Home FEATURED Weed is legal. But are there health risks? Two N.J. experts weigh...

Weed is legal. But are there health risks? Two N.J. experts weigh in.

Ascend Cannabis, a dispensary in Rochelle Park, offered recreational weed in April as New Jersey kicked off its first day of legalized sales.

Elizabeth Llorente

The cannabis business is flying high in New Jersey.

Recreational cannabis products raked in $24 million in just one month since going on sale April 21.

“When doors opened on April 21st, over 12,000 cannabis consumers celebrated the excitement of the first day by going to stores,” observed Headset, a cannabis industry analytics firm, predicting New Jersey’s total annual market will range between $1.3 billion and $2.9 billion.

Dispensary operators are expecting demand to soar over the summer, prompting some in the business to stockpile.

But the commercial zeal concerns some health experts, who have warned that the lure of revenues to be made from legal cannabis sales tends to eclipse the danger that weed — in certain doses and forms of consumption — can pose. They have urged state leaders to balance the commercial focus with steps to monitor marijuana’s impact on mental and physical health.

Several studies on recreational cannabis have shown it can contribute to heart and lung problems and temporarily cause or exacerbate mental illness. And New Jersey’s state government website notes: “Physical and psychological effects of cannabis use vary from person to person. These effects can be impacted by underlying health conditions, physical health, interactions with other substances.”

Some studies, however, arrive at different conclusions. A 2020 New Zealand study indicated that cannabis’ effect on lungs was often brief and not serious.

But recreational weed remains illegal at the federal level, where it is classified as a Schedule 1 substance. (THC — tetrahydrocannabinol — is the primary psychoactive compound in marijuana.) Federal restrictions have hampered research studying its effects.

NJ Advance Media spoke with Lewis Nelson, chairman of emergency medicine at the Rutgers New Jersey Medical School in Newark, and Rob Mejia, an adjunct professor teaching about cannabis at Stockton University, addressing weed’s potential impact on health.

This interview has been edited and condensed for clarity and length.

In a 2019 op-ed on cannabis, Lewis Nelson called legalization of recreational weed “a grand public health experiment.” A lot has changed since then. Is it a potentially dangerous health experiment?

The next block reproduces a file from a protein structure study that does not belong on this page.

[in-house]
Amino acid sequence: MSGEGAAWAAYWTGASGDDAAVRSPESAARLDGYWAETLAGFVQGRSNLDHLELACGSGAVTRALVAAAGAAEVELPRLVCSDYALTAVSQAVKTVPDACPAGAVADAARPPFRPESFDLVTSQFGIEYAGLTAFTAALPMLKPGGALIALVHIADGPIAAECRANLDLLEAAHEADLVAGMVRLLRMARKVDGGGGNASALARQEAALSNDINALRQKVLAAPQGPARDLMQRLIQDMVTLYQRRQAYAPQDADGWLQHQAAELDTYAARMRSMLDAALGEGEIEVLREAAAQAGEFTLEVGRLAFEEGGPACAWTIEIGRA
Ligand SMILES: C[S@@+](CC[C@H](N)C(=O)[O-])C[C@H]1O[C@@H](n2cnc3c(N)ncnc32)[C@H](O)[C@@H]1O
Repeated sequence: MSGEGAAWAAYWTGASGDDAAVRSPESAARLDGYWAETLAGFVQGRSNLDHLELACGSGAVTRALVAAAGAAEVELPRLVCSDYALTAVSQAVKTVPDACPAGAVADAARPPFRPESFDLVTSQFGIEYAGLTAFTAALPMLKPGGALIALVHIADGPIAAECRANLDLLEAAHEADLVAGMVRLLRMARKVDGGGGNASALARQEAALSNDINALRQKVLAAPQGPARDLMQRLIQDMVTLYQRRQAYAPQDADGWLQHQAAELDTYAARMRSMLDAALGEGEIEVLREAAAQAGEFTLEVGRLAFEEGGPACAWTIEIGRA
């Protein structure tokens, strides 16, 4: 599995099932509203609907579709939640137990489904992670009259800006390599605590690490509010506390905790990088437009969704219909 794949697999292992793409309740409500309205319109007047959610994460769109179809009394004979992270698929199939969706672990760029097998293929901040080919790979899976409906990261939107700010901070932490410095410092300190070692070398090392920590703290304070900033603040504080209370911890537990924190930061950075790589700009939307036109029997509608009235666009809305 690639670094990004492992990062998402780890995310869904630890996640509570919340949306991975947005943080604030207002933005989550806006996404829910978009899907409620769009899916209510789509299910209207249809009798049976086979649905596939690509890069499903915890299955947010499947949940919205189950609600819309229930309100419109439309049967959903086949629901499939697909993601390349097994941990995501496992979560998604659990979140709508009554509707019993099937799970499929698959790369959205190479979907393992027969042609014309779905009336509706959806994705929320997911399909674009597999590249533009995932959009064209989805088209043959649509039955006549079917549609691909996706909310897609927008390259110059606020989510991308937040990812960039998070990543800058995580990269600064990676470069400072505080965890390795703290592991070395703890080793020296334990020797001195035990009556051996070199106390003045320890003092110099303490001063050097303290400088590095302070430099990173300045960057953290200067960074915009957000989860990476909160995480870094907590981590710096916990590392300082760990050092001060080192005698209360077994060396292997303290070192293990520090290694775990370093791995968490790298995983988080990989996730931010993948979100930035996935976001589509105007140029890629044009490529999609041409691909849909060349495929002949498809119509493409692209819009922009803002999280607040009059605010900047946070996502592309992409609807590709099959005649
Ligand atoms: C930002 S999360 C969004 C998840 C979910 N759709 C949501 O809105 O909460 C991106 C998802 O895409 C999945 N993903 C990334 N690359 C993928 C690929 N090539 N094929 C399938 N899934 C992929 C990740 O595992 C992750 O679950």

LN: I stand by that statement — that it’s a grand public health experiment.

I don’t understand how we’ve gotten to this, being giddy about it. Some of it is relativism. You’re comparing the risk and benefits — so to speak — of cannabis compared to alcohol and heroin and cocaine. And it’s hard to say, if you’re looking at it in that light, that it is a dangerous drug. You tend to be much less impaired when you’re using cannabis than when you’re drunk. You don’t really die from a cannabis overdose if you take a little too much, like you would from heroin or perhaps cocaine. So in the scheme of things, it’s safe, but it certainly doesn’t mean it’s safe.

There are a lot of other medical complications — both medical and psychiatric complications — associated with it. And then there’s a lot of the social issues. Certainly, there’s social use, but if there’s a point where social use becomes an addiction, it becomes disruptive to your life, and it becomes disruptive to society.

I’m an emergency physician, but I’m also a medical toxicologist. I’m involved with managing people who overdose on substances. I definitely have a bit of a dark-side view of a lot of these substances. I’m not blind to the fact that many of these things do have an upside. But it’s a slippery slope.

Let’s just say we make the argument that cannabis was quote-unquote safer than alcohol. But we’re not going to replace alcohol with cannabis. We’re going to add cannabis to alcohol. We’re adding this through legalization, and I’m not convinced it’s the right thing to do.

RM: I would actually say cannabis is addictive, but at a pretty low rate, and very briefly. It’s much more like if you’re a habitual coffee drinker and you stop — you’re going to be restless, have trouble sleeping, you might be irritable and have a headache. That’s going to be the same kind of thing if you stopped using cannabis and you’re a heavy user. Studies show that it could be anywhere from 8% to 11% of people who can get addicted to cannabis. And those are people who will do things like stop seeing their friends, stop doing activities they enjoy and put themselves in risky positions. They don’t feel well if they don’t use it.

I do think that people who drink alcohol have a very big overlap with people who also use cannabis. But we’ve also seen statistics in Colorado and Washington where recreational weed is legal, for example, that showed that alcohol consumption was down, which is one of the reasons some alcohol producers have expressed interest in cannabis and started to get into the cannabis-infused beverage industry.

Your brain is developing until about age 25, so the sooner you start smoking, or using cannabis, when you’re younger, potentially the worse it can be. Between 14 and 18, your brain is still growing at a very rapid rate. One of the big things that can be done is to try to tell them, “Use later, then it’s not going to be as harmful.”

And the second thing is to try to keep them away from concentrates, which are a relatively new form of consumption. Essentially, in a lab, they’ll take the flower and some sort of solvent — alcohol, butane, propane — and make it into a product that looks like a very thick honey. Those concentrates are potent. New Jersey did not allow that until a couple of months ago, so that is a new form of consumption that people need to be educated about how powerful it is. If you’re a cancer patient, or somebody who has severe pain, it can be an excellent way for you to get pain relief without taking opioids. Unfortunately, if you look at the demographics and concentrate users, it’s mostly people on the younger side, 30 and under.